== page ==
SARS - CDC - Characterization of a Novel Coronavirus...

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/ / 1 May 2003 / Page 1/ 10.1126/science.1085952 In March 2003, a novel coronavirus (SARS-CoV) was discovered in association with cases of severe acute respiratory syndrome (SARS). The sequence of the complete genome of SARS-CoV was determined, and the initial characterization of the viral genome is presented in this report. The genome of SARS-CoV is 29,727 nucleotides in length, has 11 open reading frames, and the genome organization is similar to that of other coronaviruses. Phylogenetic analyses and sequence comparisons showed that SARS-CoV is not closely related to any of the previously characterized coronaviruses. Several hundred cases of severe, atypical pneumonia of unknown etiology were reported in Guangdong Province of the People’s Republic of China beginning in late 2002. After similar cases were detected in patients in Hong Kong, Vietnam, and Canada during February and March 2003, the World Health Organization (WHO) issued a global alert for the illness, designated “severe acute respiratory syndrome” (SARS). In mid-March 2003, SARS was recognized in healthcare workers and household members who had cared for patients with severe respiratory illness in Hong Kong and Vietnam. Many of these cases could be traced through multiple chains of transmission to a healthcare worker from Guangdong Province who visited Hong Kong, where he was hospitalized with pneumonia and died. By late April 2003, over 4300 SARS cases and 250 SARS-related deaths were reported to WHO from over 25 countries around the world. Most of these cases occurred after exposure to SARS patients in household or healthcare settings. The incubation period for the disease is usually from 2 to 7 days. Infection is usually characterized by fever, which is followed a few days later by a dry, non-productive cough, and shortness of breath. Death from progressive respiratory failure occurs in about 3% to nearly 10% of cases ( 1 4 ). In response to this outbreak, WHO coordinated an international collaboration that included clinical, epidemiologic, and laboratory investigations, and initiated efforts to control the spread of SARS. Attempts to identify the etiology of the SARS outbreak were successful during the third week of March 2003, when laboratories in the United States, Canada, Germany, and Hong Kong isolated a novel coronavirus (SARS-CoV) from SARS patients. Unlike other human coronaviruses, it was possible to isolate SARS-CoV in Vero cells. Evidence of SARS-CoV infection has now been documented in SARS patients throughout the world. SARS- CoV RNA has frequently been detected in respiratory specimens, and convalescent-phase serum specimens from SARS patients contain antibodies that react with SARS-CoV. There is strong evidence that this new virus is etiologically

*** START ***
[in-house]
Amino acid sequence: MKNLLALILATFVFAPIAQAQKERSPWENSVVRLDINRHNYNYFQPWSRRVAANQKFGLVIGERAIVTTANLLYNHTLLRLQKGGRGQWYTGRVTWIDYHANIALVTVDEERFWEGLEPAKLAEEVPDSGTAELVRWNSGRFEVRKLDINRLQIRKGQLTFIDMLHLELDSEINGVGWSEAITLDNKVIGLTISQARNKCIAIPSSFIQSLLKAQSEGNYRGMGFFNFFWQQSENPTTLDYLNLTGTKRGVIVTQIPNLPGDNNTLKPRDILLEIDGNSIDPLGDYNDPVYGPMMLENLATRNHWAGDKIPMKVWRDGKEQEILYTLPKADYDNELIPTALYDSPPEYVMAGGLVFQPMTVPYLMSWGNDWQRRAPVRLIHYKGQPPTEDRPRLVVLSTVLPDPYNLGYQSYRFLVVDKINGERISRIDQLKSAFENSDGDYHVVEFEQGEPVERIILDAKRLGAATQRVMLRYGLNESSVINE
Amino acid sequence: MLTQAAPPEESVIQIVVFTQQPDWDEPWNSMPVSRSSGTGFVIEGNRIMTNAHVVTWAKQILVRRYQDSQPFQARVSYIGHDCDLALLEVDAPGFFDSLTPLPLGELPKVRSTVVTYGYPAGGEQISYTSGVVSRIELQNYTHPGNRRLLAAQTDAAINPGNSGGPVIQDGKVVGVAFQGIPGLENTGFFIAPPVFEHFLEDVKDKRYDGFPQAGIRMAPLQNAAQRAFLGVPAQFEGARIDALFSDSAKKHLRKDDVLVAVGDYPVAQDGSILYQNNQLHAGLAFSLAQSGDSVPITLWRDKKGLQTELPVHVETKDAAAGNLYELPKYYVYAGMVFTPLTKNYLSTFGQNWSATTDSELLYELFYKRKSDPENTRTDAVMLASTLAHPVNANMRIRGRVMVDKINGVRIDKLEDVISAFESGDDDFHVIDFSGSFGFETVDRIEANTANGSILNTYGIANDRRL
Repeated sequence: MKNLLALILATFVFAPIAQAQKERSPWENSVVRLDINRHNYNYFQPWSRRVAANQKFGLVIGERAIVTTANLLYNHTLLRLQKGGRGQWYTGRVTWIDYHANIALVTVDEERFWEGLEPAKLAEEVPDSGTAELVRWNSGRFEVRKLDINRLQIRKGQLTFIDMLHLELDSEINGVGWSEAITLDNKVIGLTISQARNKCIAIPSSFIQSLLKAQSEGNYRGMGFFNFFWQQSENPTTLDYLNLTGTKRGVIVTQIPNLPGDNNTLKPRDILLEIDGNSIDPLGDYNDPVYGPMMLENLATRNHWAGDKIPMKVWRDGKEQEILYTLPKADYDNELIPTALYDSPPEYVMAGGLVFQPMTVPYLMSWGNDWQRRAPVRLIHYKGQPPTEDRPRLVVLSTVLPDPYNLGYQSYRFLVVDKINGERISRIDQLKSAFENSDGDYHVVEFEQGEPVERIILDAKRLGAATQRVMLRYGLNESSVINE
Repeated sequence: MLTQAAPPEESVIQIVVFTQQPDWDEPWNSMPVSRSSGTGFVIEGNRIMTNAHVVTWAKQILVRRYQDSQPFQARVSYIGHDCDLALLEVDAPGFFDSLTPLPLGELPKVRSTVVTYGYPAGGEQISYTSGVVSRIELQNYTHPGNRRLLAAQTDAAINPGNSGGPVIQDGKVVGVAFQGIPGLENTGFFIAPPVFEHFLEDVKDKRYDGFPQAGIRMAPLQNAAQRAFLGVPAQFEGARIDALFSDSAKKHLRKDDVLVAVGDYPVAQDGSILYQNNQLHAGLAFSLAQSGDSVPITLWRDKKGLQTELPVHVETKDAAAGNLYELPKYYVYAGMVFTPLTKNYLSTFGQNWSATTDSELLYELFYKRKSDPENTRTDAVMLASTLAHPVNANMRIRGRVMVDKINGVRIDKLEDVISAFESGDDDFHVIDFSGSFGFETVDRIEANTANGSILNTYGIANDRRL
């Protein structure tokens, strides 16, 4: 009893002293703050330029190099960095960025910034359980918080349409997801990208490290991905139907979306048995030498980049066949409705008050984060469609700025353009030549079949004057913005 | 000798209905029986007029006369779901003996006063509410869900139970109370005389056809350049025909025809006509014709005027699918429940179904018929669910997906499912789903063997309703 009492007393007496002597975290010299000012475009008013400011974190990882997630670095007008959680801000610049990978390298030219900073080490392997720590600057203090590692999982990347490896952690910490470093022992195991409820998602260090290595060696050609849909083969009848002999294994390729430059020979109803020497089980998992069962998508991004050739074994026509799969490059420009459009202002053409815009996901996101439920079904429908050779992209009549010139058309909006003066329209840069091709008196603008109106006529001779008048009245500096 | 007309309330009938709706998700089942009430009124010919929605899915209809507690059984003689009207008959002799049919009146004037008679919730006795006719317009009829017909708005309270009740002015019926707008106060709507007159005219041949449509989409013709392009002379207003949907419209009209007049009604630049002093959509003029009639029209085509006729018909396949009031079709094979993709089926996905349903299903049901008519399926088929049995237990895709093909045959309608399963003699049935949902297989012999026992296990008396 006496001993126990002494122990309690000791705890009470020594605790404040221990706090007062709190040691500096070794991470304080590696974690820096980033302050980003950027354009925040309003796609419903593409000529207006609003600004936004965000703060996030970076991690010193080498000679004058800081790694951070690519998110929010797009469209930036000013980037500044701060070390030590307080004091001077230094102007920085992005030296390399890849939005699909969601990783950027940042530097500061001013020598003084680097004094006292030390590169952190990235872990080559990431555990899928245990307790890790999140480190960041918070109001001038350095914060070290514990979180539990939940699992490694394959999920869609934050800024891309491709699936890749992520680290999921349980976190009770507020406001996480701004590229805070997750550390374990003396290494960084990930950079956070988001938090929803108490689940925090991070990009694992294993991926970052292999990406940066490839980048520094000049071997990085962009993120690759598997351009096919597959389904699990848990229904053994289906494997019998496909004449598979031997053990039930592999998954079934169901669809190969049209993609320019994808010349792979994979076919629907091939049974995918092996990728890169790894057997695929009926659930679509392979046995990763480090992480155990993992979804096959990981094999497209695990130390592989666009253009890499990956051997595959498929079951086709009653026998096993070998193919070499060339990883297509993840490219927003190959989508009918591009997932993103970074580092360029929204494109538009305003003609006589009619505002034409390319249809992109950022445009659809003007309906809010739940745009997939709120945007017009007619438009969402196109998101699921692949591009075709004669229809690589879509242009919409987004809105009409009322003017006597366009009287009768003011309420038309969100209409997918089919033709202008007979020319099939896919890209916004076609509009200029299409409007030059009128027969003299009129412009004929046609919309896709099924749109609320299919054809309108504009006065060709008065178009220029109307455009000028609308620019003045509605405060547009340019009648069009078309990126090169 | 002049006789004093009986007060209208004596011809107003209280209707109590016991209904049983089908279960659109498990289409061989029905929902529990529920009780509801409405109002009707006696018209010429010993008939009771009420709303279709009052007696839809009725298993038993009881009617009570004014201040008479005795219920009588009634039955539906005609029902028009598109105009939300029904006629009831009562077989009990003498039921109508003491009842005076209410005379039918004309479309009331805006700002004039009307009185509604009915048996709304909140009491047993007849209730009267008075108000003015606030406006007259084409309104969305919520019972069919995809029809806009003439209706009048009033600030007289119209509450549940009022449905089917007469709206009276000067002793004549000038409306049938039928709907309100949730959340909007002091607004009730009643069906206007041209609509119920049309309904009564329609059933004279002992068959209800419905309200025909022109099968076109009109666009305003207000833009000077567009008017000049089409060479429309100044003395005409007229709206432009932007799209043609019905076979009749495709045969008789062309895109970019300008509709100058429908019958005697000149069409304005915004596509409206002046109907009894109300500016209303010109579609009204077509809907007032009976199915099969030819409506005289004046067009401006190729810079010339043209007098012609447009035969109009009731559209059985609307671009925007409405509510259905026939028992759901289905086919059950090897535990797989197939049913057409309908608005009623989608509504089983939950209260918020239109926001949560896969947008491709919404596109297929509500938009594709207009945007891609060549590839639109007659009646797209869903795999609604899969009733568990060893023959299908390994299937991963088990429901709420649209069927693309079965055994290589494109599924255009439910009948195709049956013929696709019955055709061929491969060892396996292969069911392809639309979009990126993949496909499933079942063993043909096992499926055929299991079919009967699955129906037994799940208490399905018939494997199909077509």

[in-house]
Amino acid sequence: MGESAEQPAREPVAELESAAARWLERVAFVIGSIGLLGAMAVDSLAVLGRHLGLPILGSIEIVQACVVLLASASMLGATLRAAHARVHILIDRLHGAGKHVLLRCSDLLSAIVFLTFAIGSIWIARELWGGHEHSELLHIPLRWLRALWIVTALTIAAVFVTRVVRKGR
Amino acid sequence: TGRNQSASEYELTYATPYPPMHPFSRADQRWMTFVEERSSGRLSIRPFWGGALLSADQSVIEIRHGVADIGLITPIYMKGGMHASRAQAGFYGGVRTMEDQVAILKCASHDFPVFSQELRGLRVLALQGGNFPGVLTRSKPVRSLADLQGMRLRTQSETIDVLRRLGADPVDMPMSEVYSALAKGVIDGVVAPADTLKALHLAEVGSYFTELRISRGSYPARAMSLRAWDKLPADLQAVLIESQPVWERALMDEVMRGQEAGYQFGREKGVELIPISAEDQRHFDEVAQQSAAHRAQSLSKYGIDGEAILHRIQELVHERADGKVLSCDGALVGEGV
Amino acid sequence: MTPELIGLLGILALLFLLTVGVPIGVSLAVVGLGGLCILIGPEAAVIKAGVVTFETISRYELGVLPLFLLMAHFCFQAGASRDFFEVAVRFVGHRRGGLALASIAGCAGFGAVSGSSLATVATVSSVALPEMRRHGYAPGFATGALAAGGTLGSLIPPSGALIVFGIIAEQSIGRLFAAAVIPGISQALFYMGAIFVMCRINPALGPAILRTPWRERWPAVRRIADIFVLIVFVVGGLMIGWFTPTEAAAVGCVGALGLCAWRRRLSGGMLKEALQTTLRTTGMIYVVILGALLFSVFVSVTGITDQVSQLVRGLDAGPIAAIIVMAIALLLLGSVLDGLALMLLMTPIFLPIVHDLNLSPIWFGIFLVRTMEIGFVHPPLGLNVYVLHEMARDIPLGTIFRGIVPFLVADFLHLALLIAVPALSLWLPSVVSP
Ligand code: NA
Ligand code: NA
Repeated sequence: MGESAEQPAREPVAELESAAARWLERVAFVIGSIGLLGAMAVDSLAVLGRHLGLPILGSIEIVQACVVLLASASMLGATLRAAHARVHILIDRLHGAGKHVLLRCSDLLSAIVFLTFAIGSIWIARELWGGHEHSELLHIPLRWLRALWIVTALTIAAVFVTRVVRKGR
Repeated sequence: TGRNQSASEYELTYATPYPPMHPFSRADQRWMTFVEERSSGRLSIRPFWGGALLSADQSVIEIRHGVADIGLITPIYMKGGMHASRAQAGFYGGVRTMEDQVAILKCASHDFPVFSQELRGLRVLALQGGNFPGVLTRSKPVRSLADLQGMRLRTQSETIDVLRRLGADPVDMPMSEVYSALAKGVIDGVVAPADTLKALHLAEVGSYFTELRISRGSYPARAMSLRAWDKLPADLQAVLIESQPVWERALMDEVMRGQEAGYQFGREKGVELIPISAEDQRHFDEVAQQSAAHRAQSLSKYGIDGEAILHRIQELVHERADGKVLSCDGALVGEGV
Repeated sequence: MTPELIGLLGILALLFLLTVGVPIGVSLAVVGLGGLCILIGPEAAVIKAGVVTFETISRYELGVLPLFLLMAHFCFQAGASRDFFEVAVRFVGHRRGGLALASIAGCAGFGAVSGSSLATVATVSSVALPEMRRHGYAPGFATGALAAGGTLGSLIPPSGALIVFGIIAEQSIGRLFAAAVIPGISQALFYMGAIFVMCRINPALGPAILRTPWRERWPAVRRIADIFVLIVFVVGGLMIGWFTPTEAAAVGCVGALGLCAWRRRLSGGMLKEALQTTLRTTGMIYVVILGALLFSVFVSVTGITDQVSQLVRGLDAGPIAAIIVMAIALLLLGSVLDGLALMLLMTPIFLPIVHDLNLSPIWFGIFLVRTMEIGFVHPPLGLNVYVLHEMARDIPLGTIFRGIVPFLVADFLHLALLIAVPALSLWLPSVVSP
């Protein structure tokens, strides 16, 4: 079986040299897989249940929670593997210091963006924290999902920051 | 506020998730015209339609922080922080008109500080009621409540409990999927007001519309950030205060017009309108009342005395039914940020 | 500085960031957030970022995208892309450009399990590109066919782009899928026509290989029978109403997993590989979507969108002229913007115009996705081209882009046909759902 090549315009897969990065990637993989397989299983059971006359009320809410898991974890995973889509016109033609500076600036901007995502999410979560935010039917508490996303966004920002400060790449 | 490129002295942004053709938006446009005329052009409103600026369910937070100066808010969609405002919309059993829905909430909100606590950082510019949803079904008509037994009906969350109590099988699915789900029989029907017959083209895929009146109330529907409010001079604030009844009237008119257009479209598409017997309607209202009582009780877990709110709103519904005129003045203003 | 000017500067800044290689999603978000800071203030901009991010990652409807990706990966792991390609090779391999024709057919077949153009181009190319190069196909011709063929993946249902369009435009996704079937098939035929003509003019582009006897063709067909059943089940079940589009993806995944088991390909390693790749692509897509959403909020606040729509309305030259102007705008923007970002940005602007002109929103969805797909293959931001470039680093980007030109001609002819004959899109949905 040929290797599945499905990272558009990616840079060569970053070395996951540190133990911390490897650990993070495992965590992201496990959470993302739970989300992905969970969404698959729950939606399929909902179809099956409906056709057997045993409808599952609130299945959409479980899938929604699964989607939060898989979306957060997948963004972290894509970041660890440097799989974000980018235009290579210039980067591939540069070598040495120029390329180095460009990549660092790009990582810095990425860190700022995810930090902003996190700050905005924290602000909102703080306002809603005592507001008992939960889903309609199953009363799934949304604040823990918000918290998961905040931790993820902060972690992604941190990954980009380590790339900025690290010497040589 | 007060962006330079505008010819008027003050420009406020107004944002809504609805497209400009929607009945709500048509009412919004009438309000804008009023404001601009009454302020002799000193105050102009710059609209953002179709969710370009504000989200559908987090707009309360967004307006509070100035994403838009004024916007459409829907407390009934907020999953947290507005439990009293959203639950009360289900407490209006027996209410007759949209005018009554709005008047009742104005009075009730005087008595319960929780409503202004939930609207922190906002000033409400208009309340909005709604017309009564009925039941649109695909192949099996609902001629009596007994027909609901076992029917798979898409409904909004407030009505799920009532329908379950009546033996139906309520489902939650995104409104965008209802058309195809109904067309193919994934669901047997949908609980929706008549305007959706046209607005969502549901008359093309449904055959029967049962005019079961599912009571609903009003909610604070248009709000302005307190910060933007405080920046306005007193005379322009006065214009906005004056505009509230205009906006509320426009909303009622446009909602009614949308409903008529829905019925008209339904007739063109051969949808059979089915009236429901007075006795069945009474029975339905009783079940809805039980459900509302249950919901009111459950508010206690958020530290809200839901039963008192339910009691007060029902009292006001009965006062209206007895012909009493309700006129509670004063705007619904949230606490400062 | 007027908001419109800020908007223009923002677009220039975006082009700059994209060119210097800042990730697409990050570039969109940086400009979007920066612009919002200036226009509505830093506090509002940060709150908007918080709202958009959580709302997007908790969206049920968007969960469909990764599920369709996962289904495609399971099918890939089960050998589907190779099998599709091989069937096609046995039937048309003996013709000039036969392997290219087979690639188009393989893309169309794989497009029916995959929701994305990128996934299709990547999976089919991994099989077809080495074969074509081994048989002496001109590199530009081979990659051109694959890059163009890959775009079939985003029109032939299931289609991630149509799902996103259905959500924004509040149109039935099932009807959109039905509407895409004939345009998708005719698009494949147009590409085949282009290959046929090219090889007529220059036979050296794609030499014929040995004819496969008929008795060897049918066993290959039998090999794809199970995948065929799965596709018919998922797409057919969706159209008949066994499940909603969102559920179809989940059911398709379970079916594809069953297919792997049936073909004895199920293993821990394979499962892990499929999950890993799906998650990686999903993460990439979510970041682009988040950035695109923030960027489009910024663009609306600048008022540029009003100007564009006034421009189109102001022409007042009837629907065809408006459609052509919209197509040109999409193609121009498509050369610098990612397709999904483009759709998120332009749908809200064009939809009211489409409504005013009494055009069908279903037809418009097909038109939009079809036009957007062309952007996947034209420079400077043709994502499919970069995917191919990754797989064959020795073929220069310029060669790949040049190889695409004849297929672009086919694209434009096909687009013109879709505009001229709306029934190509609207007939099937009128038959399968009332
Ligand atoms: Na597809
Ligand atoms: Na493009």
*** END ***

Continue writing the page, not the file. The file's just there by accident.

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SARS - CDC - Characterization of a Novel Coronavirus...

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